Monday, July 20, 2015

Book Review: LIFE AS WE KNEW IT by Susan Beth Pfeffer

Warning: As always, I try to stay relatively spoiler free. But it doesn’t hurt to proceed with caution.  

Rating: Four Stars—Great


Okay, can we just pause for a moment to admire that gorgeous cover? When I first picked up LIFE AS WE KNEW IT in the library eons and eons ago, the cover was what initially drew me in. I imagine this is what love feels like.

Like I said, I first read this ages ago, probably pretty soon after it came out, and it was only in recent times that I remembered the title. Thanks to my scatterbrainedness (yes, that is totally a word), I wasted years trying to figure out what this glorious book was called and who the author was and how I could get my greedy hands on a copy of my own. Imagine my triumph, then, when I found this in Barnes & Noble. (I bought it and devoured it within moments.)

So enough about me—let’s talk about LIFE AS WE KNEW IT.

The Premise. When astronomers predict that an asteroid will hit the moon, most everyone is excited to witness the event. However, what astronomers fail to predict is that the asteroid will knock the moon much closer to earth, thus drastically altering life all over the globe. Tsunamis, earthquakes, and volcanic eruptions—caused by the increased gravitational pull—scar the earth. And as winter begins to fall, Miranda and her family struggle to survive in the face of starvation. (In other words, you need to read this book. You know, if you want.)

Now for the good stuff. The juicy details. The reasons why I would steal this book from a baby if I had to (aside from that fact that it features the moon, which is reason enough on its own, let me tell you).

The characters. Hmm, I had mixed feelings about them, but the fact that I didn’t like them all the time made them feel more real.

First off, we have sixteen-year-old Miranda who records the story through a series of diary entries, which makes the book feel homey and cozy. (Mainly I just like the thought of reading someone’s journal, even if it is made up. But I digress.)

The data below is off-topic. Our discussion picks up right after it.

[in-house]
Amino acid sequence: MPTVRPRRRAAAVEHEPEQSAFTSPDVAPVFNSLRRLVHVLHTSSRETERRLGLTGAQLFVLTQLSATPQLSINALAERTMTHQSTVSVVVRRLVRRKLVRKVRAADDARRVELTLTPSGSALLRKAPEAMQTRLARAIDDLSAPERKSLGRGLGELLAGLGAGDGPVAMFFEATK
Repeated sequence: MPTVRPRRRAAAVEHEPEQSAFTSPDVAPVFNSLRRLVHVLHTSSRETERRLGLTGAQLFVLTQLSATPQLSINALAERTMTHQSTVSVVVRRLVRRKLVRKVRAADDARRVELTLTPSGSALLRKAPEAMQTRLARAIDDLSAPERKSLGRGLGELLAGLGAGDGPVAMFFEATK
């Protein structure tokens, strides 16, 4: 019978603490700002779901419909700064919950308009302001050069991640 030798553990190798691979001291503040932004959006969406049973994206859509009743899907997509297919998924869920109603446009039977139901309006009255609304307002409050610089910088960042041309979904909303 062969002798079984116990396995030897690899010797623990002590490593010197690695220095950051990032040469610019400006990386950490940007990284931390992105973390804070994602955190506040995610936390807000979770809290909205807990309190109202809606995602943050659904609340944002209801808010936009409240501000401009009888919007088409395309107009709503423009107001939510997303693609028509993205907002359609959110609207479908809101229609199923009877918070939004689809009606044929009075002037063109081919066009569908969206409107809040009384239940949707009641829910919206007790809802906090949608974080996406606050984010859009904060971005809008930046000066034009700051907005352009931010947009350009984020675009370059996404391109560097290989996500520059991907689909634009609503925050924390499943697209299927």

My favorite character, Matt, is soft-spoken and kind (for the most part), and Miranda thinks of him as her hero. How sweet is that? (They’re siblings, in case you were wondering.) But even though I really liked him, sometimes I also hated him a little, which is great because I don’t like it when authors create cotton-candy characters.

We don’t get to know Miranda’s younger brother, Jonny, very well, but we do get to watch him grow both emotionally and physically. And while he doesn’t have a huge part, he still feels like one of the highlights of the story.

Kooky and loveable, Mrs. Nesbitt lives next door to Miranda’s family. With her dry sense of humor and her slightly morbid outlook, she adds the perfect touch of semi-crazy. I mean, it’s the end of the world, so she buys a bunch of gourmet food.

And then we have Miranda’s mom. I’ll admit, I don’t like her nearly as much, and I’ll explain why later.

Despite their flaws, the family behaves in a believable way. They don’t spend all their time moping around, neither do they pass their days singing Kumbaya and painting flowers. Though they clearly love each other, they also fight like cats and dogs, and they struggle with very natural, very understandable emotions—fear at their prospects, anger at their loss, annoyance at being cooped up in close quarters for so long. Honestly, I felt like the fifth member of the family, silent but present, and I cared about what happened to them.

The atmosphere. Some books are easy to put down. I’ll read bits and pieces when I can find the time, but I can shut the cover on the story and leave it behind without a fuss. But LIFE AS WE KNEW IT had staying power. Even when I set it aside to do other things, it hung over my mind like a heavy fog, and I couldn’t shake it off. I had to keep reminding myself that the moon was in its proper spot and that I didn’t need to worry about starving to death.